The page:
Yu Choy Shiitake Saute.jpg

In contrast to the “brown dishes” in Shanghainese cuisine, they also tend to have a lot of lighter, healthier veggie dishes as well! My father tends to whip these up for me in less than 5 minutes whenever I go home to visit. Don’t ask me how he does it – he’s a speedy prepper and I definitely inherited my love for cooking from him.

As for my adoration for fusion foods, I have my mother’s creative cooking adventures to thank for that! I hope you guys enjoy this bowl as much as I did.

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Health Benefits

Onion – Onions includes high levels of sulfuric compounds, which stimulates the body’s anti-inflammatory processes to promote healing. It also has folate, vitamin C, and fiber and can help reduce the risk of cardiovascular disease and stroke.

Garlic – Garlic contains manganese, vitamins B6 and C, and selenium. It has incredible medicinal properties including combating illness, reducing blood pressure, lowering LDL cholesterol, and promoting longevity of life.

Scallions – Scallions have calcium, iron, vitamins A, C, and K. Folic acid, a B vitamin found in scallions, helps the body make new cells. They can also help boost the immune system.

Celery – Celery is a good source of vitamin K and contains vitamins A and C, folate, and potassium. It is a good source of dietary fiber and can aid in healthy digestive function.

Bell Pepper – Bell peppers have a high amount of vitamin C, potassium, and carotenoids, and can help improve heart and eye health.

Cilantro – Cilantro, the leafy portion of the coriander plant, contain high amounts of antioxidant flavonoids, essential oils, potassium, calcium, manganese, iron, magnesium, and vitamins, A, C, K, and folate. It may help reduce levels of LDL or “bad” cholesterol as well as promote healthy cardiovascular function.

Shiitake Mushrooms – Shiitake mushrooms provide an incredible immunity boost and promote heart health. They are packed with B vitamins, assisting in fighting infection, cancer cells, reduce inflammation, and control blood sugar levels. These powerful mushrooms also contain selenium which can help with acne prevention when taken with vitamins A and C.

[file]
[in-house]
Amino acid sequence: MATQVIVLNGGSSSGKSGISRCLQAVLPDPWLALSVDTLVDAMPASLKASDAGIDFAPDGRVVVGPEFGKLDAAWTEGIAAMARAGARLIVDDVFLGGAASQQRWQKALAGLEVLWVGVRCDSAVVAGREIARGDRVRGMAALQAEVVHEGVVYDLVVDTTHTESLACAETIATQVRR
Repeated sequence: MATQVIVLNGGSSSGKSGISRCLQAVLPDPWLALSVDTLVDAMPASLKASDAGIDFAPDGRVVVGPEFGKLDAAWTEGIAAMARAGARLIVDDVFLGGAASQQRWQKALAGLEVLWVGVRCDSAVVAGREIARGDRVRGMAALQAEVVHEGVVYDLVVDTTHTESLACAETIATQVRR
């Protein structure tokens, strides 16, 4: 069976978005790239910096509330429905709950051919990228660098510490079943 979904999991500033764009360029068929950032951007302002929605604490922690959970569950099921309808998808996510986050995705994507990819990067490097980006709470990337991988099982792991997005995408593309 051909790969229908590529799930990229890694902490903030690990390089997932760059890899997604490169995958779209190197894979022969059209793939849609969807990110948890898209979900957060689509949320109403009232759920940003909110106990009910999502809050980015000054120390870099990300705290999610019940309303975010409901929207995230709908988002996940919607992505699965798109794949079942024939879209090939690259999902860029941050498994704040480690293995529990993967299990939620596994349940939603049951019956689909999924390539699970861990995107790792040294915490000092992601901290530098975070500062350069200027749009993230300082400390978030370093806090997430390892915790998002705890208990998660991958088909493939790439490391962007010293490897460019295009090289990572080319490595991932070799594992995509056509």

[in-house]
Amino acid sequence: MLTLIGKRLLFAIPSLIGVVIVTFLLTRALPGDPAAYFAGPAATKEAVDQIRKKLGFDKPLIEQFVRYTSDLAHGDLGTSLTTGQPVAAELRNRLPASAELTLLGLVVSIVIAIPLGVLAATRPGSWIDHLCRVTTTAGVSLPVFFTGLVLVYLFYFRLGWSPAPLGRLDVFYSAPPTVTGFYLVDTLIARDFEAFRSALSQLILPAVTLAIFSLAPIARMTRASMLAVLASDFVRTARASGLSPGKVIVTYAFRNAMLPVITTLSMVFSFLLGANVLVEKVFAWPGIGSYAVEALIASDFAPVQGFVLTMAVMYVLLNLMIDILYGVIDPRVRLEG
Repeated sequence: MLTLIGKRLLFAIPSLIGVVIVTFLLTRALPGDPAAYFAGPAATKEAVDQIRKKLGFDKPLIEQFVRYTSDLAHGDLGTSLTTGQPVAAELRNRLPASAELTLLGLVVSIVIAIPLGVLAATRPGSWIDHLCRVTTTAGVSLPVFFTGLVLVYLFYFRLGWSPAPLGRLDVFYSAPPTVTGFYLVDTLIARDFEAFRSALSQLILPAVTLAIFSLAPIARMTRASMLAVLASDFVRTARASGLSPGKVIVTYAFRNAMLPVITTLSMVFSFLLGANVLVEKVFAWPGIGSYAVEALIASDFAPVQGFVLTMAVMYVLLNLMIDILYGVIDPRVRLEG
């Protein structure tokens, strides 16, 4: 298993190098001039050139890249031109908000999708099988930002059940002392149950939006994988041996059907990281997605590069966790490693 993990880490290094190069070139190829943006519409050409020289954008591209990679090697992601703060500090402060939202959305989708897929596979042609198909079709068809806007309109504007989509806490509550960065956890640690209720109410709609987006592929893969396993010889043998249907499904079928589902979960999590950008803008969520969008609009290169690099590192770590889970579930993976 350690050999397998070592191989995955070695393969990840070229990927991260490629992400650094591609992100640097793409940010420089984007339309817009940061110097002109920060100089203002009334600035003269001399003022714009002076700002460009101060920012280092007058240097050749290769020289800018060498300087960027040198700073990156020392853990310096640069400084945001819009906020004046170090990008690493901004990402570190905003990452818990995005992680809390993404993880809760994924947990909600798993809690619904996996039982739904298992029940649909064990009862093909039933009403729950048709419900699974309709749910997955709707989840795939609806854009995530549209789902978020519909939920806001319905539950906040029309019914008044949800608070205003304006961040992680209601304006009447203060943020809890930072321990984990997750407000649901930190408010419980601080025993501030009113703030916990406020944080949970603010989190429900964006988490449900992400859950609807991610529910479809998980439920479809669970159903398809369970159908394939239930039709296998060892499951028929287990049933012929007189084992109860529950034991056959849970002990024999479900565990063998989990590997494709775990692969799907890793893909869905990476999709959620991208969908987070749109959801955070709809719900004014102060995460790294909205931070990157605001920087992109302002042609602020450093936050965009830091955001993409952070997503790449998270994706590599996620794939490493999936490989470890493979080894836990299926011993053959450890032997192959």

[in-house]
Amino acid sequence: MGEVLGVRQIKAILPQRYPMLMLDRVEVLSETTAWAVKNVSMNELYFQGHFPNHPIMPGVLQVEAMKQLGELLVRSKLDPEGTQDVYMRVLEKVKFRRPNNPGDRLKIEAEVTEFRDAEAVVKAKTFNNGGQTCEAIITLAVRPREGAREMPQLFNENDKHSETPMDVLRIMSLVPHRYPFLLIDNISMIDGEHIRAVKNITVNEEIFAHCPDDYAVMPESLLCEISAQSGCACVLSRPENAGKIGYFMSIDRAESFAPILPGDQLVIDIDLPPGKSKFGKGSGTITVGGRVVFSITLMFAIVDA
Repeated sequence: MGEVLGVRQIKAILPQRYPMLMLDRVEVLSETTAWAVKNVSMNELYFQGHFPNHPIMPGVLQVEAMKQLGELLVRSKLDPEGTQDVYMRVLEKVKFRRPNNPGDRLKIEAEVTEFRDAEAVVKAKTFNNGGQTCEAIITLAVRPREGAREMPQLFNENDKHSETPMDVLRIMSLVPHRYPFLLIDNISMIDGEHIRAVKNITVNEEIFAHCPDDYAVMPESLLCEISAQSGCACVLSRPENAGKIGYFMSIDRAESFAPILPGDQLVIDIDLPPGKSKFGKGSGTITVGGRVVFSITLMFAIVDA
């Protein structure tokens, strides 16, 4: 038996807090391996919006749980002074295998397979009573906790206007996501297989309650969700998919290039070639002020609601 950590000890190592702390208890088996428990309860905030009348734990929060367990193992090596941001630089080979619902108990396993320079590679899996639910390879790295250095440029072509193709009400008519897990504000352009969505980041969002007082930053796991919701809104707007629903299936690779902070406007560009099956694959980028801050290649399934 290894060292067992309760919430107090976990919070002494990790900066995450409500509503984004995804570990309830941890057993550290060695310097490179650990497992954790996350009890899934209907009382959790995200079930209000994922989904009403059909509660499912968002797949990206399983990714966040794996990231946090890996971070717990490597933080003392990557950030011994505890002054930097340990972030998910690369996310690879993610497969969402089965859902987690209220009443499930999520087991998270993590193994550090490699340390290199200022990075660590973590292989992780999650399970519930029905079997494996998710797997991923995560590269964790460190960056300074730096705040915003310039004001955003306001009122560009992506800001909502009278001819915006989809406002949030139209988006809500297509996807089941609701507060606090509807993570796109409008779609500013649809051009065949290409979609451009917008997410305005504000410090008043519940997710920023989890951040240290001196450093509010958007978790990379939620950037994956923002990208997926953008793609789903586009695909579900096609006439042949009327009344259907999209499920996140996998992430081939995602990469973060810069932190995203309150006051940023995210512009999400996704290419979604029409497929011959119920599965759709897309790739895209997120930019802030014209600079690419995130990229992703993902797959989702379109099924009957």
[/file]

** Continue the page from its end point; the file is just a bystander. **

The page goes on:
White Button Mushrooms – White button mushrooms have high amounts of copper, which aids in heart health and blood cell production. They also contain vitamin C, D, and B, and iron, selenium, zinc, magnesium, phosphorus, and potassium. White button mushrooms can help to improve immune system function and reduce the risk of certain cancers.

Sesame Seeds – Sesame seeds are packed with copper, magnesium, and calcium and are a good source of fiber and protein.

Tofu – Tofu is a wonderful source of protein and contains all nine essential amino acids. It also provides iron, manganese, magnesium, copper, selenium, phosphorus, zinc, vitamin B1, and calcium. There is huge debate today regarding whether tofu is good for you or bad for you. As with any processed soy product, tofu when consumed in excess may be detrimental to health. A human however would have to eat a ridiculous amount of concentrated soy products for it to begin affecting the hormone levels in the body, but as always, pay attention to what your own body is telling you and act accordingly in response!

Eggplant – Eggplants are a good source of fiber, potassium, vitamin C and B6 – all of which can contribute to heart health. Anthocyanin found in eggplants can help to reduce blood pressure. Eggplants contain polyphenols that have been shown to have anti-cancer properties.

Yu Choy – There was not much information readily available on Yu Choy, but the internet did note that Asian leafy greens tend to be rich in vitamin C, a whole variety of B vitamins, and beta-carotene. They also are a good source of calcium and iron. The lower levels of oxalic acid in them also contributes to better iron and calcium absorption.

Enoki Mushrooms – Enoki mushrooms are a healthy source of vitamin D, folate, pantothenic acid, thiamine, riboflavin, and niacin. They also contain good amounts of sodium, calcium, copper, iron, selenium, potassium, and dietary fiber. The antioxidants in enokis contribute to healthy immune system function.

Happy eating folks! And remember, food is art.

“Let food be thy medicine.” – Hippocrates

If you liked this recipe, share with a friend! What are your favorite fusion foods?